In a statement RQIA said: “There are currently no issues from RQIA’s perspective that would prevent occupancy of either the residential care or supporting people/domiciliary care accommodation at Gnangara. You may wish to seek clarity from the provider (Fold Housing) or the local health and social care trust to determine their position on these services.”

There are currently 29 staff working in Gnangara, including a manager, five team leaders, an administration officer, 16 care workers, four cleaners and two cooks.

In a statement Fold Housing Association said: “Fold was originally successful in winning a competition to provide a modern and innovative supported housing scheme for the people of Enniskillen and for those with dementia. However since opening the scheme, the number of referrals has been very low.

“In Fold’s experience it is unprecedented to have a scheme less than 50% full at this stage. The staff have had to markedly reduce their hours as the scheme has struggled to fill up. This is despite extensive advertising and promotion locally and engagement with the local care community. Fold has been working with the WHSCT and the HSCB in an effort to resolve this problem.”

A NATIONAL CHALLENGE

The number of people living with dementia is expected to increase faster in Northern Ireland than anywhere else in the UK.

The Dementia 2012 report recommended that a move away from residential and acute dementia care into a community setting would help ensure that the right support and focus would shift onto early intervention and prevention as well as respite care services.

The report also highlighted that a key issue was a lack of training for staff. A report by Laing and Buisson (Mitchell, 2009) found one-third of dementia specialist residential care homes did not offer their staff specific dementia training. The report found dementia-specific training was ad hoc and fragmented, ranging from informal training to fully accredited courses.

In Northern Ireland, there is no formal legal framework for making decisions on behalf of someone who lacks mental capacity although the principle of making a decision in someone’s best interest exists as a result of legal test cases. A bill on mental capacity is expected to come to the Northern Ireland Executive in 2012/13.

Last November The Detail reported that the Minister for Health, Social Services & Public Safety announced that there wasn’t enough money to fund Northern Ireland’s Dementia Strategy.

In an updated statement a spokesperson for the Department of Health, Social Services and Public Safety said: “The Strategy tasked the HSC Board and Public Health Agency with establishing and jointly leading a regional group to oversee implementation of the Dementia Strategy and its actions. A wide range of stakeholders in the statutory and independent sectors have a part to play in implementing the strategy.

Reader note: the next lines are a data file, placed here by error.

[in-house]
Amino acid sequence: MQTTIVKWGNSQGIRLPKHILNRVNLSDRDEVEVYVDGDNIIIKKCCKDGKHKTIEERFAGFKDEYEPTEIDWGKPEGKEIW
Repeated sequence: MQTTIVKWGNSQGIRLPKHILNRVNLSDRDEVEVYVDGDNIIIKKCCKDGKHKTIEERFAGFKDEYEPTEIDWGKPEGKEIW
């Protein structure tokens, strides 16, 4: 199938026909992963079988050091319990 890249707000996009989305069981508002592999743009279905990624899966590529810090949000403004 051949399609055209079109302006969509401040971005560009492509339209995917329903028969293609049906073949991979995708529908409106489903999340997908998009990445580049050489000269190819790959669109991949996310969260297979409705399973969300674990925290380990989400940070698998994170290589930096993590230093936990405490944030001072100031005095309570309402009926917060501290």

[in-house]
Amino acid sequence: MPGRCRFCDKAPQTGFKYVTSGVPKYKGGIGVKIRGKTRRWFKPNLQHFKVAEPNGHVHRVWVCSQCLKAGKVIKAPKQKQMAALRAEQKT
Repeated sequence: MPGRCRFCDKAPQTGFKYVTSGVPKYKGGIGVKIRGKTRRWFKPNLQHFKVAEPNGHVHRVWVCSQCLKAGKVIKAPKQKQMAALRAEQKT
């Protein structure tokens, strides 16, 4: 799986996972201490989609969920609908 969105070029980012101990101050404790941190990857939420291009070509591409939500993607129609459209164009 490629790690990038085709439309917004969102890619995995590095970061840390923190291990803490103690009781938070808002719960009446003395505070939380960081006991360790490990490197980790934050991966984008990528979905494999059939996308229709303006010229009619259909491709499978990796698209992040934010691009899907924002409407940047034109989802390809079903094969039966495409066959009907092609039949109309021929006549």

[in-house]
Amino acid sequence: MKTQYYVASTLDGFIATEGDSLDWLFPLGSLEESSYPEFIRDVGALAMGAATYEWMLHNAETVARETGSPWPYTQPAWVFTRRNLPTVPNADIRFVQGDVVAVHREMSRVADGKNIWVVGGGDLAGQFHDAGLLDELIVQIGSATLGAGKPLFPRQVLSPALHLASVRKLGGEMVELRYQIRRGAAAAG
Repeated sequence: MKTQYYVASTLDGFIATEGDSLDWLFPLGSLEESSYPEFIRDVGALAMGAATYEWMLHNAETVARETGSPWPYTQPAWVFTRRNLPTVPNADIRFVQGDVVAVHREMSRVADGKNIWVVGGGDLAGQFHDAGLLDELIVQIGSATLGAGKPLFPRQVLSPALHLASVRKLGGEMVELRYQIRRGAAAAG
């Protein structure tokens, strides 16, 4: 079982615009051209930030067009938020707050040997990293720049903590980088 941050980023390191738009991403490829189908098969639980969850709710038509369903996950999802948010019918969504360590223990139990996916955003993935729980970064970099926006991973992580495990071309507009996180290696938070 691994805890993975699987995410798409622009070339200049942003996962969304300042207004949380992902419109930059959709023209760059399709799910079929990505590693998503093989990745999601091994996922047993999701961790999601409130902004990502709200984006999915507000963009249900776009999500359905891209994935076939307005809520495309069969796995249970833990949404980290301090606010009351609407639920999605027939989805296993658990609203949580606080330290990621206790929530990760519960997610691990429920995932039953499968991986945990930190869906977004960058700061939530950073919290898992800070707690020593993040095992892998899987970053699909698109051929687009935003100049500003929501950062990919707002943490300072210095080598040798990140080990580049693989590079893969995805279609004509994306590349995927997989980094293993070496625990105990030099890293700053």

“People with dementia and their families and carers also need to be involved in a way that they find acceptable. The Board and PHA are giving this careful consideration as they progress work to establish this group, which will report back to the Department on progress against the actions on a six-monthly basis.”

Northern Ireland is the only region within the UK without an implemented strategy.

SUFFICIENT NEED?

There are now 800,000 people with dementia in the UK and there are estimated to be 670,000 family and friends acting as primary carers. In Fermanagh alone there are as many as 650 people who suffer from dementia and at least one person with the illness on the waiting list for a residential place in the Western Trust.

In a story by The Detail last April the trust admitted the project would take time to reach its full potential. Gnangara is funded through the Trust’s primary and community care fund and at the time they admitted that the budget for the accommodation was “under significant pressure”.

We asked the Western Trust to outline how much funding it had contributed to Gnanagara and its service users since it opened in October 2010, but it said it could not provide us with a figure at this time.

In April last year, Gnangara only six residents overall between its residential and supported living accommodation, this number has now risen to fifteen over all, but many places still remain vacant. This still leave a further 15 places vacant, 13 in the supported living accomodation and two in the residential area of the centre.

Fold Housing Association confirmed at the time that it had spent £165,000 from October 2010 on running costs up to that point. We asked Fold for an updated figure but they claimed that they unable to give out commercially sensitive information relating to the Gnangara scheme

The Dementia 2012 report states that assisted living in a community setting is the preferred model of dementia care and while Fold Housing maintain that there is sufficient need in the Western Trust area to achieve full occupancy at Gnangara, for now the numbers speak for themselves.

© The Detail 2012